While vacationing in Los Angeles in September, I hopped on a bus to spend two days in San Diego. I was staying with a friend in the middle of the Gaslight quarter, one of the city’s historical neighbourhood, now famous for its vibrant nightlife. While it’s true it was really busy, even on a Tuesday night, I was in search of a proper cocktail bar, that wouldn’t be too far from where we were staying. The good thing with following bartenders on Instagram? You will always find helpful suggestions when you’re travelling. In that case, it led me to Noble Experiment.
As we followed Google Maps directions, we ended up in front of what seemed like an out of business building. My friend looked at me confused but I had already noticed a paper on the window redirecting us towards another entrance at the corner. We pushed the door open and entered what looked like a small restaurant’s kitchen. I hadn’t told my friend we were going to a speakeasy so she was again quite surprised. I was too as I thought they’d at least be someone in there but the kitchen was empty. Then a back door opened and a hostess came through, followed by a few guests that were leaving. That was our luck as Noble Experiment is pretty small with a capacity for about 30 guests. They do take walk-ins but you never know how long you might have to wait.
Following the hostess through a wall of kegs, we entered a magnificent parlor with a chandelier and classic paintings hanging on the dark wooden walls and ceiling. The bar sat beautifully lit with golden lights. However, the real eye catcher was the wall of golden skulls across it. Far from being creepy, it gives the bar a chic Victorian gothic touch.
Sitting comfortably in the leather booth at the end of the room, my friend and I had a perfect view over the entire room and the bar. Now came the time to look at the menu.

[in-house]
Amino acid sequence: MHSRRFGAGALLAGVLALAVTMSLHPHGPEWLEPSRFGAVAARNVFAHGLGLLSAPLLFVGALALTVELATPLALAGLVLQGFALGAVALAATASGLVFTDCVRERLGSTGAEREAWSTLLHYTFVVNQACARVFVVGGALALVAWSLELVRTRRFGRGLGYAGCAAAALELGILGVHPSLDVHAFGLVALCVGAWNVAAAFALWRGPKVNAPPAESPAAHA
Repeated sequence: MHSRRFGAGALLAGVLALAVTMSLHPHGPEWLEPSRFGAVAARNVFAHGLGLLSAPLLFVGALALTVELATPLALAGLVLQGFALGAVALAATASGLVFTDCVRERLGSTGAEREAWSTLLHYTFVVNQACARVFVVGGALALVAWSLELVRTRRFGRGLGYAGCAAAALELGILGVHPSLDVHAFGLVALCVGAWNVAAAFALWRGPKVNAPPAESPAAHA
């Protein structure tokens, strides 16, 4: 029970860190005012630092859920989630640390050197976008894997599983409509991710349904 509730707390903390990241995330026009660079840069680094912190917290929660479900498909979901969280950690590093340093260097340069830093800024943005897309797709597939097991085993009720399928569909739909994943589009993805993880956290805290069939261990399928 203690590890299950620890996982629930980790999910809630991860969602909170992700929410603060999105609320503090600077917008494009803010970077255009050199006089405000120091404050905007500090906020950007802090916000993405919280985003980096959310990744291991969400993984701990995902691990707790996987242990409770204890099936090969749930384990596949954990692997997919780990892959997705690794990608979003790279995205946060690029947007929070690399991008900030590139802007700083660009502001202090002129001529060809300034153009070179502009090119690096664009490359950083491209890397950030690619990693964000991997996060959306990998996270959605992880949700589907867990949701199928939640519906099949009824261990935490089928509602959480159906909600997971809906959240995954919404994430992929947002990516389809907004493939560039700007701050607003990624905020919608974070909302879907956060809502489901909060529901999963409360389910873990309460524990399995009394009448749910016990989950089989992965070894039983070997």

A word about the menu, as in the object, first. Noble Experiment’s menu keeps in line with the bar’s identity. A dark booklet, it opens to two sheets of beautifully skull embossed paper with red and gold finitions and gothic calligraphy. It was a thing of beauty. I politely asked the hostess if I could keep it for my bar menu collection. Unfortunately, it wasn’t possible. As could be expected, these menus are quite expensive to make. Maybe I should have mentionned I was ready to buy it?
Noble Experiment menu’s listed seven cocktail categories with for each the choice between the classic recipe or a twist. Guests could also opt for the “Dealer’s choice”, i.e letting the bartender surprise them with a cocktail made with their choice of spirit.
Having visited the Chartreuse museum in July and a mezcal lover, I first ordered a Bolero Verde. As described on the menu, it was a tall, fresh, slightly gingery drink using mezcal, ginger, celery, amontillado, lime, green Chartreuse and soda water. It went down nicely after our Taco Tuesday dinner.
For my nightcap, I went for the second of the two “Dessert” drinks Noble Experiment was offering. Called Buddha’s Kiss, it was a smooth, boozy version of Thai iced tea. Normal considering it listed a Thai tea reduction among its ingredients, along with a blend of pot and column-stilled rum and a float of coconut whipped cream.
Decor, cocktails, atmosphere, Noble Experiment was a true gem. Visiting it made me regret I wasn’t staying longer in San Diego so I could explore more of the city’s cocktail offer. I’ll save that for my next trip to California I guess. In the meantime, I returned to Venice Beach and Santa Monica for other culinary and cocktail adventures.